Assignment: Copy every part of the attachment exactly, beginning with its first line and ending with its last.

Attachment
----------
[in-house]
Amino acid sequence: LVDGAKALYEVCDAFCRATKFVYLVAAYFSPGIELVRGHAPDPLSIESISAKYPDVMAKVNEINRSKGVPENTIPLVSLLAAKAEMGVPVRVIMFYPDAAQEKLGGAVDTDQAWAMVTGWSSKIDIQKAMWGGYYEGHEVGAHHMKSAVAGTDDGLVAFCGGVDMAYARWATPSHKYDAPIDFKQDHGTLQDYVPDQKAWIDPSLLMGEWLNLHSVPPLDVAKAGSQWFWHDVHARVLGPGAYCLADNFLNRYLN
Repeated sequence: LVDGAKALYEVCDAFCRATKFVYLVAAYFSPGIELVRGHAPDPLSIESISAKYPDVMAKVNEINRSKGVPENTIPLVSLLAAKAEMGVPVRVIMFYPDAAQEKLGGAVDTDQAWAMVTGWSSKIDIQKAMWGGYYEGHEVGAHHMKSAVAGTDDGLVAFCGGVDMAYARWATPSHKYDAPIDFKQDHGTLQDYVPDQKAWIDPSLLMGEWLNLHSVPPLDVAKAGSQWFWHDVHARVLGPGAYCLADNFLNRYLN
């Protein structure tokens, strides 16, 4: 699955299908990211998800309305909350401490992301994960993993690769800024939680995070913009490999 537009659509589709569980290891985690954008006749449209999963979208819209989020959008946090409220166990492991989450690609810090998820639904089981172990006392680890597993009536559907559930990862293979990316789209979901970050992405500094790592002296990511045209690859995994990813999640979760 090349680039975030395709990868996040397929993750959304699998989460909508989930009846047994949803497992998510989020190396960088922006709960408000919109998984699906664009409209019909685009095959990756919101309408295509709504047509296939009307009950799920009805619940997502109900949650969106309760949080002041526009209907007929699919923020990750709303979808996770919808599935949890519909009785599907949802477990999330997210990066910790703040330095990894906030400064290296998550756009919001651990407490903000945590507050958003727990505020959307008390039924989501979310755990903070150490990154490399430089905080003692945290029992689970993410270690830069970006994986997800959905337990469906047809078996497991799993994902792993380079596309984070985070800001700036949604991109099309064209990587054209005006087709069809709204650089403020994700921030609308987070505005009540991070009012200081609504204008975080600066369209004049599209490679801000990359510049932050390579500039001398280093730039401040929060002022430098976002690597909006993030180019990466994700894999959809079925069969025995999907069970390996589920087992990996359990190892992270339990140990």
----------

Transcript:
[in-house]
Amino acid sequence: LVDGAKALYEVCDAFCRATKFVYLVAAYFSPGIELVRGHAPDPLSIESISAKYPDVMAKVNEINRSKGVPENTIPLVSLLAAKAEMGVPVRVIMFYPDAAQEKLGGAVDTDQAWAMVTGWSSKIDIQKAMWGGYYEGHEVGAHHMKSAVAGTDDGLVAFCGGVDMAYARWATPSHKYDAPIDFKQDHGTLQDYVPDQKAWIDPSLLMGEWLNLHSVPPLDVAKAGSQWFWHDVHARVLGPGAYCLADNFLNRYLN
Repeated sequence: LVDGAKALYEVCDAFCRATKFVYLVAAYFSPGIELVRGHAPDPLSIESISAKYPDVMAKVNEINRSKGVPENTIPLVSLLAAKAEMGVPVRVIMFYPDAAQEKLGGAVDTDQAWAMVTGWSSKIDIQKAMWGGYYEGHEVGAHHMKSAVAGTDDGLVAFCGGVDMAYARWATPSHKYDAPIDFKQDHGTLQDYVPDQKAWIDPSLLMGEWLNLHSVPPLDVAKAGSQWFWHDVHARVLGPGAYCLADNFLNRYLN
């Protein structure tokens, strides 16, 4: 699955299908990211998800309305909350401490992301994960993993690769800024939680995070913009490999 537009659509589709569980290891985690954008006749449209999963979208819209989020959008946090409220166990492991989450690609810090998820639904089981172990006392680890597993009536559907559930990862293979990316789209979901970050992405500094790592002296990511045209690859995994990813999640979760 090349680039975030395709990868996040397929993750959304699998989460909508989930009846047994949803497992998510989020190396960088922006709960408000919109998984699906664009409209019909685009095959990756919101309408295509709504047509296939009307009950799920009805619940997502109900949650969106309760949080002041526009209907007929699919923020990750709303979808996770919808599935949890519909009785599907949802477990999330997210990066910790703040330095990894906030400064290296998550756009919001651990407490903000945590507050958003727990505020959307008390039924989501979310755990903070150490990154490399430089905080003692945290029992689970993410270690830069970006994986997800959905337990469906047809078996497991799993994902792993380079596309984070985070800001700036949604991109099309064209990587054209005006087709069809709204650089403020994700921030609308987070505005009540991070009012200081609504204008975080600066369209004049599209490679801000990359510049932050390579500039001398280093730039401040929060002022430098976002690597909006993030180019990466994700894999959809079925069969025995999907069970390996589920087992990996359990190892992270339990140990």